A few days ago, former pastor Joshua Feuerstein posted a video announcing a campaign against Starbucks due to their switch from festive holiday cups in previous years to a new plain red look for the 2015 holiday season. In the video, Feuerstein claims that Starbucks wanted to “take Christ and Christmas off of their brand new cups” because, […]
April 16 is the 50th anniversary of the publication of a little book that is loved and admired throughout American academe. Celebrations, readings, and toasts are being held, and a commemorative edition has been released.
I won’t be celebrating.
The Elements of Style does not deserve the enormous esteem in which it is held by American college graduates. Its advice ranges from limp platitudes to inconsistent nonsense. Its enormous influence has not improved American students’ grasp of English grammar; it has significantly degraded it.
The authors won’t be hurt by these critical remarks. They are long dead. William Strunk was a professor of English at Cornell about a hundred years ago, and E.B. White, later the much-admired author of Charlotte’s Web, took English with him in 1919, purchasing as a required text the first edition, which Strunk had published privately. After Strunk’s death, White published a New Yorker article reminiscing about him and was asked by Macmillan to revise and expand Elements for commercial publication. It took off like a rocket (in 1959) and has sold millions.
Submitted By: Mike Spindell, Guest Blogger
As a Jew who is familiar with “The Gospels” there is something perplexing about some Christians in America who have risen to power in our political process within the last four decades. Much of Jesus message, as detailed in “The Gospels” has been one of sympathy to the poor, enmity to the rich and love for humanity. I can give you the time tested quotes but just about everyone is familiar with them. Indeed through my childhood and formative teen years Christmastime every year would yield endless repetition of “Peace on Earth, Good Will to All Men”. Sometime in the 1970’s people like Pat Robertson and Jerry Falwell gained prominence and political power preaching their version of Christianity. These Christians became Kingmakers as it was assumed and actually true that their millions of followers would vote as a bloc. The Christianity that they preached…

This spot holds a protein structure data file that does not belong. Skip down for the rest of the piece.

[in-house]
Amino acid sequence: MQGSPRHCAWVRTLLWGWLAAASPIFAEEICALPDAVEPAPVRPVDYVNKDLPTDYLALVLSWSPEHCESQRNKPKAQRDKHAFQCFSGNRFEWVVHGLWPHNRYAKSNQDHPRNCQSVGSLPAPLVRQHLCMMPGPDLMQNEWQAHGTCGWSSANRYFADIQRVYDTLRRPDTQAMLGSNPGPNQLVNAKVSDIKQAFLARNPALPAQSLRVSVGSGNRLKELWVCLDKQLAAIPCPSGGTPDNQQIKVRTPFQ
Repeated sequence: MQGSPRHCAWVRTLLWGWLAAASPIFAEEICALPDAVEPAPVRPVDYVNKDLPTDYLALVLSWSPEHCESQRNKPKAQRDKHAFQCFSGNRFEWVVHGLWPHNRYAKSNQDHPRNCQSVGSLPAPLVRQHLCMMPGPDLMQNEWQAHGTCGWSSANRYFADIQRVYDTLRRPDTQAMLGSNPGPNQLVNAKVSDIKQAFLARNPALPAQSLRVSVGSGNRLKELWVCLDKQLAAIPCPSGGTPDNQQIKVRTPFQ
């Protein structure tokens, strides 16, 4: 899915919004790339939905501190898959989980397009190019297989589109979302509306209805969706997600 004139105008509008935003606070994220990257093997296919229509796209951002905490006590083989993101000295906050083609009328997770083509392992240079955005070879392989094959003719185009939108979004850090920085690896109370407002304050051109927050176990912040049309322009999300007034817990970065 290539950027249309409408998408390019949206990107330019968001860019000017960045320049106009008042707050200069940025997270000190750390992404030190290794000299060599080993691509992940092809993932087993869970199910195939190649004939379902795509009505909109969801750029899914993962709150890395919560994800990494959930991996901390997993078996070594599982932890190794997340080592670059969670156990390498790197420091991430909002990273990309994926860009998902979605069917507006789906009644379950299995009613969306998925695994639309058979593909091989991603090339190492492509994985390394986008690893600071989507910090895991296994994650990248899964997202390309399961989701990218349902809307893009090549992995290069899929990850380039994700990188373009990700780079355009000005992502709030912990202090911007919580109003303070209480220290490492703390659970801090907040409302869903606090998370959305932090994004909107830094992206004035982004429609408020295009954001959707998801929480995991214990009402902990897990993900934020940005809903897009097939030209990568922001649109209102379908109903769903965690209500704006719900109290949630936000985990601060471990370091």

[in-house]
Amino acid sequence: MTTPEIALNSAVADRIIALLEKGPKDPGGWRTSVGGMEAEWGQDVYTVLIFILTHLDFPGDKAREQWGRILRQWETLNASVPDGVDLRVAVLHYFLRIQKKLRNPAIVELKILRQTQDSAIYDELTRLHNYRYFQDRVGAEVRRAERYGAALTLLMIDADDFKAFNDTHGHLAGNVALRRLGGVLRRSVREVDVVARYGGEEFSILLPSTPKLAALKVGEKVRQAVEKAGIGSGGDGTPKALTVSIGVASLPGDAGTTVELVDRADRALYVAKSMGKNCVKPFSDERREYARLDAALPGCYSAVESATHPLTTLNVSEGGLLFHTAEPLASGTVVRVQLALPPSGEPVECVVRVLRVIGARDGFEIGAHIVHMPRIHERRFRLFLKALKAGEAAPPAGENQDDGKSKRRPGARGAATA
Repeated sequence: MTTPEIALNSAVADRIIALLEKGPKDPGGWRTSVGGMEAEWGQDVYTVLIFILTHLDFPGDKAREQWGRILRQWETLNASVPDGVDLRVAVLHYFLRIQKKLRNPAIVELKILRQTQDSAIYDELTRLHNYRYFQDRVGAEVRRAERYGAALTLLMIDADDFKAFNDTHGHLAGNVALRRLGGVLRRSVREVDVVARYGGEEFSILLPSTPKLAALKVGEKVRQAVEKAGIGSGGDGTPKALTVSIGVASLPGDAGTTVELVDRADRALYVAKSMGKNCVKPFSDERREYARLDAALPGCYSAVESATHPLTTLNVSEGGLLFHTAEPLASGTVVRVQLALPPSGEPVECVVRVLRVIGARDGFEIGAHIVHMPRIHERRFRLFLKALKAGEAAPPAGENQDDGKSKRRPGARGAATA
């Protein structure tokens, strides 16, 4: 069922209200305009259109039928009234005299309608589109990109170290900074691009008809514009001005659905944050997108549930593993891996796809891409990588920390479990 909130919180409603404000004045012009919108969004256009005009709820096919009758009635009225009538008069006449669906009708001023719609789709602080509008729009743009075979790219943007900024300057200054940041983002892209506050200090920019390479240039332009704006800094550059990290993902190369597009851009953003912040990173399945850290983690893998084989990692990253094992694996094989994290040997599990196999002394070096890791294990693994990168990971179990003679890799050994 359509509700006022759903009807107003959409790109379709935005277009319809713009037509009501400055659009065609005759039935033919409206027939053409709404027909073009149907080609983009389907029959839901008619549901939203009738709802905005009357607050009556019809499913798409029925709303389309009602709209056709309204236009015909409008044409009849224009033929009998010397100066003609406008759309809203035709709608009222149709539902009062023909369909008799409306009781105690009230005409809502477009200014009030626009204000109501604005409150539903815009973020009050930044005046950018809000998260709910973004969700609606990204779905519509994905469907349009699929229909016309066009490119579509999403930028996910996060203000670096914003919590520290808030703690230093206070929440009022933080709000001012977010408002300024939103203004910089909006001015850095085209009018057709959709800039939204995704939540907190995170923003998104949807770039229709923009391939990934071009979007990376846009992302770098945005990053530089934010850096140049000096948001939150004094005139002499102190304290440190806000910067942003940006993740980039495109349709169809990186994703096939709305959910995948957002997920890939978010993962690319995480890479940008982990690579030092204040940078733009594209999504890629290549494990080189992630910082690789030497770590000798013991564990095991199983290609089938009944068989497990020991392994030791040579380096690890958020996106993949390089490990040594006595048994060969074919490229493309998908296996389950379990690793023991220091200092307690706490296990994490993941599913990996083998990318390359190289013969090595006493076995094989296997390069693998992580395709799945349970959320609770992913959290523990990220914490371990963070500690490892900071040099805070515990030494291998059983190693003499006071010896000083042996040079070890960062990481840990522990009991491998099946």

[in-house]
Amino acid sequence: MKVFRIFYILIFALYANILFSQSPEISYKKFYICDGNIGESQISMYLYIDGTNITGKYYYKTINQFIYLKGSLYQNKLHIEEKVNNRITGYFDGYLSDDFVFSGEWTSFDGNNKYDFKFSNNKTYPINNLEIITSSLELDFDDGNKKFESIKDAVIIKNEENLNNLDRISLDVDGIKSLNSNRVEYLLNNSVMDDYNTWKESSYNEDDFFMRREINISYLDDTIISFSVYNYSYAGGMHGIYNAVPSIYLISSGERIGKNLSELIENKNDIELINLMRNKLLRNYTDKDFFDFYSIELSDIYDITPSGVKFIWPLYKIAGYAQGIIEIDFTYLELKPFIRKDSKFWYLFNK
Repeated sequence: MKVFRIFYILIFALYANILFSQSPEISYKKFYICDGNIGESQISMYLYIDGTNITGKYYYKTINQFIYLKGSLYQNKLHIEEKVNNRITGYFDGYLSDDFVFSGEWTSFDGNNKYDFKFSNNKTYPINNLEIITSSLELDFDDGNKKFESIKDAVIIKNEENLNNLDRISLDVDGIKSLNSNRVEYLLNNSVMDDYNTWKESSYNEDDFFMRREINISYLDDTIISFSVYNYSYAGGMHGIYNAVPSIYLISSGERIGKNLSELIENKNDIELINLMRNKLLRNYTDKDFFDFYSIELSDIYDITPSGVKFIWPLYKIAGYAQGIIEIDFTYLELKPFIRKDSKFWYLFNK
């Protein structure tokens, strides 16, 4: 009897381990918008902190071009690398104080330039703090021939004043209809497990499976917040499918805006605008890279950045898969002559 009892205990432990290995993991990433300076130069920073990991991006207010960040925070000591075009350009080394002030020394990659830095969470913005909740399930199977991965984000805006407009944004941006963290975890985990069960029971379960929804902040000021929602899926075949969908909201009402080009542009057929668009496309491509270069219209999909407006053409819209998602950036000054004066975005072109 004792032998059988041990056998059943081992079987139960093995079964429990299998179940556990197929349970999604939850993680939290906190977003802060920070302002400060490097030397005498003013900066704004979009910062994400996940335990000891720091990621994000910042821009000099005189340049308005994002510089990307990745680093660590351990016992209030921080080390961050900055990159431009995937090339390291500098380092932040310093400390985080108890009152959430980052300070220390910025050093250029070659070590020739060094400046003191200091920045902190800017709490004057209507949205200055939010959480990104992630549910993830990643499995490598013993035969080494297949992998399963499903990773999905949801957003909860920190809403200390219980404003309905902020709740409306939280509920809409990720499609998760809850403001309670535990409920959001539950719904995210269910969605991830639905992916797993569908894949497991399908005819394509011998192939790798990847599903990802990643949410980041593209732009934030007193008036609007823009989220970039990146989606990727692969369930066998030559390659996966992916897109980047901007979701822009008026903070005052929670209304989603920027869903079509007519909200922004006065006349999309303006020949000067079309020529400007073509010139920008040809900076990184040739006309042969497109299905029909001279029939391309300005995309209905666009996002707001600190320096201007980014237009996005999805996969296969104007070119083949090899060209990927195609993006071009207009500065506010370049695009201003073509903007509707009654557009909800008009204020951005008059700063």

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The WordPress.com stats helper monkeys prepared a 2015 annual report for this blog.
Here’s an excerpt:
A San Francisco cable car holds 60 people. This blog was viewed about 2,300 times in 2015. If it were a cable car, it would take about 38 trips to carry that many people.
Originally posted on Kindness Blog:
If you have ever wanted to go shopping but had nowhere to leave the dog, IKEA may have come up with the perfect solution. The Swedish furniture giants have created doggy parking bays where customers…
In all sincerity it has taken this long to convince myself I’m not dreaming … I got a text from a rights group that announced the decision the moment it was given, but … wow.
I expect, once it’s sunk in, I shall have more to say in days to come but right now I’m too overwhelmed. Also I’m busy baking in a daily hell of record breaking GEORGIA summer highs. 110°F in the shade is terrible for cognitive thought and/or creativity (which potentially explains a great deal about the deep south).
Congrats to all the newlywed couples out there and all the ones whose marriages have been properly accepted and respected by the laws of our supposedly free nation.